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The Real Jewish Fight on Campus

Israel’s treatment on campus is a perpetual concern of a broad swath of American Jews, and rightly so. The very idea of a Jewish state, to say nothing of the policies that state’s citizens elect to follow, regularly receives there unwarranted criticisms that might play in the European mainstream, but have little currency in the United States off the quad.

The anxiety consequently produced nevertheless often manages to miss the true nature of the challenge on campus, as well as the reality of Jewish life there. A couple of articles published in the past few days offer refreshing windows into what things look like at ground level.

Kenneth L. Marcus, the president and general counsel of the Louis D. Brandeis Center for Human Rights Under Law, wrote in eJewishPhilanthropy of the divide in the Jewish community between “quietists” and “alarmists,” the former being those who deny that there is any anti-Semitism on campus, and the latter being those who “see danger behind every corner.”

Neither camp, Marcus notes, is entirely correct. The alarmists too often ignore the extraordinary richness of opportunities for Jewish life on campus along with the demise of an institutional anti-Semitism that once barred Jews from entry or made their lives difficult while there. The quietists see those opportunities perhaps too well, ignoring troubling undertones in the discussion of Jews and the Jewish state.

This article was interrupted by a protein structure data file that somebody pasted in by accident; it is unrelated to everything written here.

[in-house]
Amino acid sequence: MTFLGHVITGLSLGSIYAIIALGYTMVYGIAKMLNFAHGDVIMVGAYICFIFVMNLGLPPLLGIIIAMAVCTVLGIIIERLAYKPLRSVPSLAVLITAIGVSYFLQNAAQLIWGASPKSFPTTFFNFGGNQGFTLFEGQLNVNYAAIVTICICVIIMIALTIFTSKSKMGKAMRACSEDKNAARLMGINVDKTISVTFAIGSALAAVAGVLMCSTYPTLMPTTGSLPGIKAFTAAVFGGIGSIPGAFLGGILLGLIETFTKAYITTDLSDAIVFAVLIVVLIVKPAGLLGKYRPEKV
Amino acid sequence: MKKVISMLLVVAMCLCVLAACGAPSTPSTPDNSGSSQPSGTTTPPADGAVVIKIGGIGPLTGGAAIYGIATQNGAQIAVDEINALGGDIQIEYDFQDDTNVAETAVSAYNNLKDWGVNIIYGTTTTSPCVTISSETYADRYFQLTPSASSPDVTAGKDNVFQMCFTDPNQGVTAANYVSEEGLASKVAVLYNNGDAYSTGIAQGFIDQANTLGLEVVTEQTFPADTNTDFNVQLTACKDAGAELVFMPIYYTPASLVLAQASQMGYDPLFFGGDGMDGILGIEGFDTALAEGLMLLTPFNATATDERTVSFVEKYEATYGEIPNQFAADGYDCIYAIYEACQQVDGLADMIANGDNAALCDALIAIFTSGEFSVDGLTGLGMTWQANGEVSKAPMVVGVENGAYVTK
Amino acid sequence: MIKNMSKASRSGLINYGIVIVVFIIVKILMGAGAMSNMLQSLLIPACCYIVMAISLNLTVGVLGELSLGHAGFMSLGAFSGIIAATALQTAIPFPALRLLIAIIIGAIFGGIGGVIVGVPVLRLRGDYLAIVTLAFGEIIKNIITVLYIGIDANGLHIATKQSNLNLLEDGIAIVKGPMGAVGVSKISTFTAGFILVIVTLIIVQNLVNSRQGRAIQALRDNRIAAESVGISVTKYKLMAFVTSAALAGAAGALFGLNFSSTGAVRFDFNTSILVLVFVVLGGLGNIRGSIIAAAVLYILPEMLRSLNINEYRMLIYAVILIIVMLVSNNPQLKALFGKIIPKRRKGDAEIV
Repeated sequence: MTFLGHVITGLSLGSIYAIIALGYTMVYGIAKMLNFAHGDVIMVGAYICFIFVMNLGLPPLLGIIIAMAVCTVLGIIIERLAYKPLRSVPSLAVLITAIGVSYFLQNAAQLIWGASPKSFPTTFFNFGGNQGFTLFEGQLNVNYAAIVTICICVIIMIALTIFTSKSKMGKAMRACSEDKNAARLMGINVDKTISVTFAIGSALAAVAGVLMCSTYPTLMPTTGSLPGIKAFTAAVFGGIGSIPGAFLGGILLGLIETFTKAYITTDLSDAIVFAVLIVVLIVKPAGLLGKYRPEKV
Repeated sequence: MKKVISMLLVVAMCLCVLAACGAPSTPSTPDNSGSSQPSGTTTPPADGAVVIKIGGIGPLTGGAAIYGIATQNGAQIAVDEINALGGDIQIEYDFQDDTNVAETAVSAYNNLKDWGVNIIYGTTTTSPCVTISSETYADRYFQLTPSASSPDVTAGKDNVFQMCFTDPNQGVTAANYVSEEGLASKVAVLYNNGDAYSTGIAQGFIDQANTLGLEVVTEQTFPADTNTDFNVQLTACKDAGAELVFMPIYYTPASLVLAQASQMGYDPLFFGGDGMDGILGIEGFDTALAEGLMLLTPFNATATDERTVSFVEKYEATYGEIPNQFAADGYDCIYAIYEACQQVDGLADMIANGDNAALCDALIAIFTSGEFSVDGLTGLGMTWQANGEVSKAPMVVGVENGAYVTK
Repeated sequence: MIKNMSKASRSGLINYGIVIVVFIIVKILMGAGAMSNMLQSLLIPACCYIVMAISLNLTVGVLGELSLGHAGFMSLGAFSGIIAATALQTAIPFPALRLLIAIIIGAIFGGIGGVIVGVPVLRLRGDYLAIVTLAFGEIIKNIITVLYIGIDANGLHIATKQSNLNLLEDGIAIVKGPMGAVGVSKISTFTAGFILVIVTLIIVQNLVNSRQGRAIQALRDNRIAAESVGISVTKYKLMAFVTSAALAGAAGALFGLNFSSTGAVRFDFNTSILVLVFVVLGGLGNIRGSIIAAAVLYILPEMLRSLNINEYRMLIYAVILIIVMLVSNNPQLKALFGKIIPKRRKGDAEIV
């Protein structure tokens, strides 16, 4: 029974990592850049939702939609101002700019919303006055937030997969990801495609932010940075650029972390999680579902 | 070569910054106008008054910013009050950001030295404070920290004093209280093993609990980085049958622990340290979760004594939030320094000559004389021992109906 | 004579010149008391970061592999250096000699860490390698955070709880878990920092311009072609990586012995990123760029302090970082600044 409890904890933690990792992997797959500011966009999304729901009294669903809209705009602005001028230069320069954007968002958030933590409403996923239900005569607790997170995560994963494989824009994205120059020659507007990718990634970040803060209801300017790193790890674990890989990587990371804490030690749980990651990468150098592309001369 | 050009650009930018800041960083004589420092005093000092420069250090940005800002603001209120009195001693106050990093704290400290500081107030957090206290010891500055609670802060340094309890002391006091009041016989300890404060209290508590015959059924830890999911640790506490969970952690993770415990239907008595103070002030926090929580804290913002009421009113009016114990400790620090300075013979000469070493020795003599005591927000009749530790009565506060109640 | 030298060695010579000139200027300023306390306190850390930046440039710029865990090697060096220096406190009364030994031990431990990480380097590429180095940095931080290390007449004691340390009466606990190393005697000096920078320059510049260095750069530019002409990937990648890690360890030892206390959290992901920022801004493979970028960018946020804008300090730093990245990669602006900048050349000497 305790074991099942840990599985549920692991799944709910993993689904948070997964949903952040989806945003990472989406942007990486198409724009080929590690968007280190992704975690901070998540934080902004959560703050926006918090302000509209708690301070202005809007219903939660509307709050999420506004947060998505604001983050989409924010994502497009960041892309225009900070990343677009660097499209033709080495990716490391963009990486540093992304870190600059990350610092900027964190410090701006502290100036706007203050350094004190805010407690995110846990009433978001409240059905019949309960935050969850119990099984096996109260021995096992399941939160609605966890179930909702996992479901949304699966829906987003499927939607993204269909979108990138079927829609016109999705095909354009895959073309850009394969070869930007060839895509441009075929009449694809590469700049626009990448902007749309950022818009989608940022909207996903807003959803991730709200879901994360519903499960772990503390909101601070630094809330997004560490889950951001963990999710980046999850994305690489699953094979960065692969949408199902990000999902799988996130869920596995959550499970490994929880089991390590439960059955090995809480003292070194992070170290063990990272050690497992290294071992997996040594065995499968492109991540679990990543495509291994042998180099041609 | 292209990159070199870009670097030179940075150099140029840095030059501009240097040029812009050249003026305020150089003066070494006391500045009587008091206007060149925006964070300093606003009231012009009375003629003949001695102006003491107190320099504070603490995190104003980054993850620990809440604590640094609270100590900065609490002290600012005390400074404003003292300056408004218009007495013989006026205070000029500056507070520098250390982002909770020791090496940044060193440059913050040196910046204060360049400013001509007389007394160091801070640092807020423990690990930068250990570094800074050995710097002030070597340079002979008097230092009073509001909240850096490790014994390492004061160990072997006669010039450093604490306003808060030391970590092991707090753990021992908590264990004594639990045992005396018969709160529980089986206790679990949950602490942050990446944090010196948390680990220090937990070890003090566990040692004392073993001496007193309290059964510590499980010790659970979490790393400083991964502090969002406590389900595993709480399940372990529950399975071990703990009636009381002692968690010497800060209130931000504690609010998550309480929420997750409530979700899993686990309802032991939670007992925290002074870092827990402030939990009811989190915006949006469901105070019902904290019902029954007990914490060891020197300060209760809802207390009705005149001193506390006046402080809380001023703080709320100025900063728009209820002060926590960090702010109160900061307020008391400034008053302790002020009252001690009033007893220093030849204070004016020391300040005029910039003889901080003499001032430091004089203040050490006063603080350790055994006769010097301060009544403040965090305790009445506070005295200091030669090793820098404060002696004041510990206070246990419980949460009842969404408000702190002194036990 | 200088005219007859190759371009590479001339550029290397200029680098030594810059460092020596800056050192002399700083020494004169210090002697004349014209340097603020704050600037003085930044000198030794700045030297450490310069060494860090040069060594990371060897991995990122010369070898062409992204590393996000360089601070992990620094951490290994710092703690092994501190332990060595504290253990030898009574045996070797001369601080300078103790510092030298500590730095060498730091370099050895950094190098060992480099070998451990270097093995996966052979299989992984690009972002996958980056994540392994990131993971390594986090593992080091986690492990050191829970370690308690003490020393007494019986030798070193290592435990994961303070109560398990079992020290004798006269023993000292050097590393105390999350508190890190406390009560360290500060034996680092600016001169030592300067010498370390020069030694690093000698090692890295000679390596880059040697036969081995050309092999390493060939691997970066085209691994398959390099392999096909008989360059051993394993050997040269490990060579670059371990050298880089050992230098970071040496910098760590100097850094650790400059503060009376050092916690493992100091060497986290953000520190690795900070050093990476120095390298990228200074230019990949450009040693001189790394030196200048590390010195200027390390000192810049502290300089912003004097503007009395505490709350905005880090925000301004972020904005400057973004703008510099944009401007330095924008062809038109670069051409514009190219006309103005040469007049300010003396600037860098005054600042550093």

Another article published in The Times of Israel by Seffi Kogen, a student at Columbia and the Jewish Theological Seminary, laments the “disappearance” of Jewish students from Israel-themed events, diagnosing pre-college Jewish educational experiences that teaches them that campuses are a hotbed of anti-Israel protests and speakers and arms them with debating points, only to find that students don’t show up to do anything much related to Israel except for those rare annual rites of dramatic anti-Israel protest. He thinks the solution is getting young Jews “to love to discuss Israel and think about Israel, and not only to fight for Israel.”

Kogen’s take represents the downside for Israel’s case when young people are fed too many alarming stories before they get to school while not being told enough about the less dramatic but more costly pervasive negativity in the attitude toward Israel taken by far too many young people who don’t know or care much about the Middle East. If you are taught only to fight, but not to persuade, and only to be concerned about a speech in the student union, and not a conversation in a dorm room, it’s not surprising that you find yourself shrugging most days and getting animated only when someone puts a mock wall up.

Of course, as a general matter, it’s easier to get concerned about dramatic displays than subtle remarks. Dealing effectively with the latter, which is probably of far greater consequence than the former, means getting better at teaching young people how to get beyond pro-Israel talking points and into the substance of the justice underlying the cause of Jewish independence.

It’s harder, but that’s what we’ll have to do if we really want to improve the way Israel is talked about on campus.



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